Godwin has spent the exact same amount of time in the slot and out wide in his NFL career (983 routes run at each alignment), proving productive regardless of alignment. In fact, Godwin is just one of four wide receivers since 2017 to generate more than 2.00 yards per route run from both the slot and outside.
Cooper was reborn after being traded to Dallas in the middle of the 2018 season. He ranks 13th among qualifying wide receivers in receiving grade and has been one of the 15 most valuable players at the position since his debut as a Cowboy in Week 9 that season. Cooper is one of the best route-runners in the game, and it shows week after week against single coverage. His separation rate against single coverage since joining Dallas sits at the 80th percentile in the NFL, and he ranks fourth in total receiving yards with at least a step of separation on those plays in that same time frame.
It’s no secret that Metcalf is so dangerous because of his rare blend of size and speed. Whether it be chasing down Budda Baker to prevent a pick-six last season or running the 100-meter dash at the U.S. Olympic Team Trials a few weeks ago, the 6-foot-3, 229-pound Seahawk is simply a rare human specimen.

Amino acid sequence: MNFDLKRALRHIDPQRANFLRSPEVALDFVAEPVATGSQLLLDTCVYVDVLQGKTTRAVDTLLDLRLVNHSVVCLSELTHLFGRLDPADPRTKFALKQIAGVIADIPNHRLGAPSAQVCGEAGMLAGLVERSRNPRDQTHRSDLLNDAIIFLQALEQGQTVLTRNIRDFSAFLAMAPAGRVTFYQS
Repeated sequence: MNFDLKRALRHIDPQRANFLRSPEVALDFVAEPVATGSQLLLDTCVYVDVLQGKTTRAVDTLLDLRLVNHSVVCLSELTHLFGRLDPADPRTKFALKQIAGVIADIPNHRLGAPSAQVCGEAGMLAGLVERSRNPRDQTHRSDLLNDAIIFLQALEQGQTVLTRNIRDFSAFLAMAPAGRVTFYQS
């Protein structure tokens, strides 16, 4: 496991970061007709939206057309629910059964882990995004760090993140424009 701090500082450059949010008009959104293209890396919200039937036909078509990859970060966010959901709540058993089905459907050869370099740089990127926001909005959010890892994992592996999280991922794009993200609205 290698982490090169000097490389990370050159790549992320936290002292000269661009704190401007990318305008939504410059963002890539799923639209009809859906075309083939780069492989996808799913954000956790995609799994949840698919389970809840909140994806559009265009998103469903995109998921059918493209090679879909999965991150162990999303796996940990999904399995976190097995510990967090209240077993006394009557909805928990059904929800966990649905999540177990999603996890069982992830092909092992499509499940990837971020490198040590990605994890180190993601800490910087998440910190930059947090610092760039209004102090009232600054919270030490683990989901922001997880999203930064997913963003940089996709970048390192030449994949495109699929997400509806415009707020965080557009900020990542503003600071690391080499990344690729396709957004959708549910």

Over his first two NFL seasons, Metcalf ranks inside the top 10 in both receiving yards (752) and touchdowns (eight) stemming from vertical routes. In 2020 alone, he led the league in vertical route receiving yards (475). The former second-round pick is also tied for seventh since entering the NFL ranks in both contested catches (30) and broken tackles after the catch (26).
Allen’s role was tweaked a bit in 2020 compared to 2019. He ran far fewer routes at the intermediate-to-deep level and wasn’t targeted above expectation at those parts of the field. He did see more shallow route targets, though. His 7.3-yard average depth of target was three yards under his previous mark as a result — the lowest of his career. And that played a big part in him producing worse on a per-route basis. Still, Allen performed admirably in that role with an 85.0 receiving grade that tied for 11th among qualifying wide receivers.
With some additions to the receiver unit and a new arm at quarterback, McLaurin will hopefully get back to doing what he does best in 2021: stretching the field. His average depth of target dipped from 14.6 yards as a rookie in 2019 to 9.9 yards in 2020. The percentage of his catches that turned into a 15-plus-yard gain decreased from 40% to 30%, and his yardage total from vertical routes was nearly cut in half from 404 to 207 despite him seeing 37 more targets overall.
McLaurin still finished with a respectable 77.1 receiving grade, but it was certainly a downtick from a rookie campaign that saw him finish as the sixth-highest-graded receiver (86.5).
Beckham has been a decidedly different receiver in Cleveland. When we did these rankings prior to the 2019 season, Beckham came in at No. 4. Throughout his first five years in the NFL with the Giants, from 2014 to 2018, Beckham was the fifth-most valuable wide receiver in the NFL, according to PFF WAR. And that even includes his 2017 campaign when he played only four games due to injury.